WASHINGTON, D.C. As the measles-mumps-rubella (MMR) vaccine celebrates its silver anniversary, the United States is reporting record low levels of measles, and school-aged children are trying to figure out what exactly are these diseases.
The combined MMR vaccine (Merck & Co.) was licensed 25 years ago as an attempt to facilitate vaccine administration and keep immunization rates high.
The vaccine was successful; a study by the Centers for Disease Control and Prevention (CDC) estimated that during the 25 years that the vaccine has been in use, it has saved $34.6 billion in direct and indirect medical costs and 24,600 lives.
Meanwhile, the number of reported measles cases in the United States continues to fall. A record low of 301 confirmed measles cases were reported during 1995, according to the CDC. This figure represents a 69% decrease from the 963 cases reported during 1994, and is under the previous historic low of 312 cases reported during 1993.
The trend toward cases among older age groups continued. During 1995, 39% of cases occurred among people 20 years of age or older; during 1994, 24% of cases were in this age group.
"The low number of cases and shift in age distribution highlight the effectiveness and improved implementation of the recommendations of the Advisory Committee on Immunization Practices to provide the first dose of MMR [vaccine] at age 12 months to 15 months and to give a second dose of measles-containing vaccine, preferably MMR, at age 4 to 6 years or 11 to 12 years," the CDC noted in its report.
Of the 301 confirmed cases in 1995, the CDC obtained the immunization status of 62 people. Of those, 89% (55 people) had received at least one dose of measles-containing vaccine on or after their first birthday and 14 or more days before onset of symptoms. The remaining seven people whose vaccination status was known (11%) were considered unvaccinated or inadequately vaccinated because they had received vaccine less than 14 days before the onset of symptoms or before their first birthday. Only five people (8%) had received two doses of measles vaccine.
International importations accounted for only 33 cases (11%), with another 11 cases epidemiologically linked to imported cases. Austria, Belgium, Canada, China, Costa Rica, Egypt, France, Germany, Italy, Japan, Malaysia, Pakistan and The Philippines were the countries of origin.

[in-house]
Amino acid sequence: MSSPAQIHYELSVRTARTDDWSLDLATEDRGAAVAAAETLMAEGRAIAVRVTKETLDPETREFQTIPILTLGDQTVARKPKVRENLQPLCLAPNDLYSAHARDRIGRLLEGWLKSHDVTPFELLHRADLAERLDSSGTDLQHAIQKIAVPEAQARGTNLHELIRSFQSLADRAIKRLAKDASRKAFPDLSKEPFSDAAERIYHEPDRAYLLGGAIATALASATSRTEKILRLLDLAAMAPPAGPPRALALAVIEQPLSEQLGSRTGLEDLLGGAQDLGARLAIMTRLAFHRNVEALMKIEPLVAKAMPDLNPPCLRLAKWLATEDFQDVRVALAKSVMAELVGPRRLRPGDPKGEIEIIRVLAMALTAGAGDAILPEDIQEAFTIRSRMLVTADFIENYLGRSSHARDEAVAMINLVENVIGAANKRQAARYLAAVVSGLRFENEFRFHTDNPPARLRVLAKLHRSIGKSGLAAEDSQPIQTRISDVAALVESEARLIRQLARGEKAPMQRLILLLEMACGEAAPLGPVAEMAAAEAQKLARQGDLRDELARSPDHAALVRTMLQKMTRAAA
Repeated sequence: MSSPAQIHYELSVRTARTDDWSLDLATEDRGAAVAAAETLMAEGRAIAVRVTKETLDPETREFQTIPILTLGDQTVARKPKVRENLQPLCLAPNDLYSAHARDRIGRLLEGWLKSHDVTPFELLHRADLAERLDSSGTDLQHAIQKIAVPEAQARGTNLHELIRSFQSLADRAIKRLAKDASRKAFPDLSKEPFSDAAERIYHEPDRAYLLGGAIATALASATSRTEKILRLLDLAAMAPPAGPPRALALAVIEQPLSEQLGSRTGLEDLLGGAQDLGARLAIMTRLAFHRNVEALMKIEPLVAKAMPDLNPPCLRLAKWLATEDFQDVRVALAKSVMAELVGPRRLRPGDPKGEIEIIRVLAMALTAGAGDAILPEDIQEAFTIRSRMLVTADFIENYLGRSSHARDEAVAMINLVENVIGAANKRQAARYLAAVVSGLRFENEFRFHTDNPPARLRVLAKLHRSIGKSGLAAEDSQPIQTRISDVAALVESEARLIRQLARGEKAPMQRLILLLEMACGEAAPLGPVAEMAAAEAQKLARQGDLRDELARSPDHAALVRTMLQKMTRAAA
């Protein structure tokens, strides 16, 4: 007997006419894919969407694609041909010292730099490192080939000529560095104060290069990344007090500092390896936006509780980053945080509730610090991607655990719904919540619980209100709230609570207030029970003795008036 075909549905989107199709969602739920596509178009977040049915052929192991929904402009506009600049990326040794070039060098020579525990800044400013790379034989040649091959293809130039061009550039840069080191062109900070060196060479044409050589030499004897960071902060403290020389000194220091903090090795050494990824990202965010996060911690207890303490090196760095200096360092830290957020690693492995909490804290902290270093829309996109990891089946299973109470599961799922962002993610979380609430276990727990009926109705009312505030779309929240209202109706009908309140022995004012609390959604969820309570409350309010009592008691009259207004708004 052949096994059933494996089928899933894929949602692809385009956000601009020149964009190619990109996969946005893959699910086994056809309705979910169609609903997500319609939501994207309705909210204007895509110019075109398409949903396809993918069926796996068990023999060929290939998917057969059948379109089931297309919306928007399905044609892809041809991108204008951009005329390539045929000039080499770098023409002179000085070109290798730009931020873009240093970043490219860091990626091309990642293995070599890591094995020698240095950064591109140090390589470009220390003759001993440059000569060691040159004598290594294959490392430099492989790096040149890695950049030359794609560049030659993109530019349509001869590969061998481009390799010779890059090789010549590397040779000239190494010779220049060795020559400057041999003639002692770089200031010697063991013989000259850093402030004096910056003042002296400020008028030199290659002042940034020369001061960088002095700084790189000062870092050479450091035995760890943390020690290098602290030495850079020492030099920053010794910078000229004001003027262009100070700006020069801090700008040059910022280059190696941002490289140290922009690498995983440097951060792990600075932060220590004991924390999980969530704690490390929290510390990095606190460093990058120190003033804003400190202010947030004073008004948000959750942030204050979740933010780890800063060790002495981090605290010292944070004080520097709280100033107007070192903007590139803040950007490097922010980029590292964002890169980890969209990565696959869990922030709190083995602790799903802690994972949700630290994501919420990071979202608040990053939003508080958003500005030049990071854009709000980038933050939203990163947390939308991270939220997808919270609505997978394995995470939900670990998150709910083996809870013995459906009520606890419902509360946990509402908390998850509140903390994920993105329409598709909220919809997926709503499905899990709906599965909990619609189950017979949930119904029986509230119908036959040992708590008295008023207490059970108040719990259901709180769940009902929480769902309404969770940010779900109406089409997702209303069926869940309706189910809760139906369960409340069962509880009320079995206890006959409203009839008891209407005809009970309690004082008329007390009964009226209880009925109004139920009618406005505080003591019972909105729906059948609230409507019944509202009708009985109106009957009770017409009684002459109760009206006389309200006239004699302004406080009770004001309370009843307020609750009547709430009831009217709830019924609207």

Twelve states reported 19 measles outbreaks (defined as a cluster of three or more epidemiologically linked cases) during 1995. These outbreaks accounted for 74% of all cases. Genomic sequencing of isolates revealed that none of the outbreaks were linked to importations.
As immunization levels rise and disease incidence drops, vaccine-preventable diseases are becoming a thing of the past. A recent survey commissioned by Merck & Co. found that most children surveyed said they have never even heard the names of some diseases. One child admitted, "To get into the sixth grade we had to have measles, mumps and rubella shots. I don't really know what they are."
Word recognition seemed to be inversely related to the success of immunizations. For example, of 600 children between 8 and 12 years, more than 80% had never heard of rubella; of those who had heard of it, only 3% knew what the word meant.
Only 44% of those surveyed recognized the word "polio," and fewer than half could define it. Measles had the highest recognition, with 70% of the children surveyed being able to define it. The definitions, however, were often vague: "Little weird bumps like chickenpox, only worse."
In contrast, almost all of the children were familiar with chickenpox, with 95% reporting that they knew what the disease was. The first chickenpox vaccine became available last February.
Overall, the children accepted vaccines as important, although their understanding of what vaccines do was shaky; for example, one child described vaccines as "like some kind of deodorant or something like that." Other children were closer to the target, describing vaccines as "shots [that] give you some of the germs so you do not get the real thing."
For more information see:
- CDC. Measles United States, 1995. MMWR. 1996;45:305-7.
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